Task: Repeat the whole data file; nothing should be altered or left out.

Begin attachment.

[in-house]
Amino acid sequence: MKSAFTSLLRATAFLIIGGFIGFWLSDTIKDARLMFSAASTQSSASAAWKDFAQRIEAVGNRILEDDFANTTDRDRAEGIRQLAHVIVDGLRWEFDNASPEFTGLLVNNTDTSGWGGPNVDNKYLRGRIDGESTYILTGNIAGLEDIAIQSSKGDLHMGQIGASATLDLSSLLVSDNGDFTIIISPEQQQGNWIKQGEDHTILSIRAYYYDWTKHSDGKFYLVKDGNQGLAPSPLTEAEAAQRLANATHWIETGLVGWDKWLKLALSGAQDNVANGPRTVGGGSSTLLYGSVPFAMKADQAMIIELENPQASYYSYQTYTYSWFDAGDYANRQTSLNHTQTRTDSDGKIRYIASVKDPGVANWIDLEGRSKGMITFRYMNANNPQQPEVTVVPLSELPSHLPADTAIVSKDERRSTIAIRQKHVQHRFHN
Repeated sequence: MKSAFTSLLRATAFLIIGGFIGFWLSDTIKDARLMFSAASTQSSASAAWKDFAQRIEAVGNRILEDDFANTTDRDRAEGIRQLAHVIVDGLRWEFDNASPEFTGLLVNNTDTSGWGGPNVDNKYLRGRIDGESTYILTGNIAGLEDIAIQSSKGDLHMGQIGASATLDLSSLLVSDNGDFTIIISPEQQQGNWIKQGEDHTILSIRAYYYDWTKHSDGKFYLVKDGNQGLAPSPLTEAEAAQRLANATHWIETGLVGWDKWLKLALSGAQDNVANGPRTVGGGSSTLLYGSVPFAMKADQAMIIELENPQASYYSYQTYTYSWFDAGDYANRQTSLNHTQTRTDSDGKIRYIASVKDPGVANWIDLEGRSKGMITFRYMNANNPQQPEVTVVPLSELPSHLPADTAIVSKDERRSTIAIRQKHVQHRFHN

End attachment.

[in-house]
Amino acid sequence: MKSAFTSLLRATAFLIIGGFIGFWLSDTIKDARLMFSAASTQSSASAAWKDFAQRIEAVGNRILEDDFANTTDRDRAEGIRQLAHVIVDGLRWEFDNASPEFTGLLVNNTDTSGWGGPNVDNKYLRGRIDGESTYILTGNIAGLEDIAIQSSKGDLHMGQIGASATLDLSSLLVSDNGDFTIIISPEQQQGNWIKQGEDHTILSIRAYYYDWTKHSDGKFYLVKDGNQGLAPSPLTEAEAAQRLANATHWIETGLVGWDKWLKLALSGAQDNVANGPRTVGGGSSTLLYGSVPFAMKADQAMIIELENPQASYYSYQTYTYSWFDAGDYANRQTSLNHTQTRTDSDGKIRYIASVKDPGVANWIDLEGRSKGMITFRYMNANNPQQPEVTVVPLSELPSHLPADTAIVSKDERRSTIAIRQKHVQHRFHN
Repeated sequence: MKSAFTSLLRATAFLIIGGFIGFWLSDTIKDARLMFSAASTQSSASAAWKDFAQRIEAVGNRILEDDFANTTDRDRAEGIRQLAHVIVDGLRWEFDNASPEFTGLLVNNTDTSGWGGPNVDNKYLRGRIDGESTYILTGNIAGLEDIAIQSSKGDLHMGQIGASATLDLSSLLVSDNGDFTIIISPEQQQGNWIKQGEDHTILSIRAYYYDWTKHSDGKFYLVKDGNQGLAPSPLTEAEAAQRLANATHWIETGLVGWDKWLKLALSGAQDNVANGPRTVGGGSSTLLYGSVPFAMKADQAMIIELENPQASYYSYQTYTYSWFDAGDYANRQTSLNHTQTRTDSDGKIRYIASVKDPGVANWIDLEGRSKGMITFRYMNANNPQQPEVTVVPLSELPSHLPADTAIVSKDERRSTIAIRQKHVQHRFHN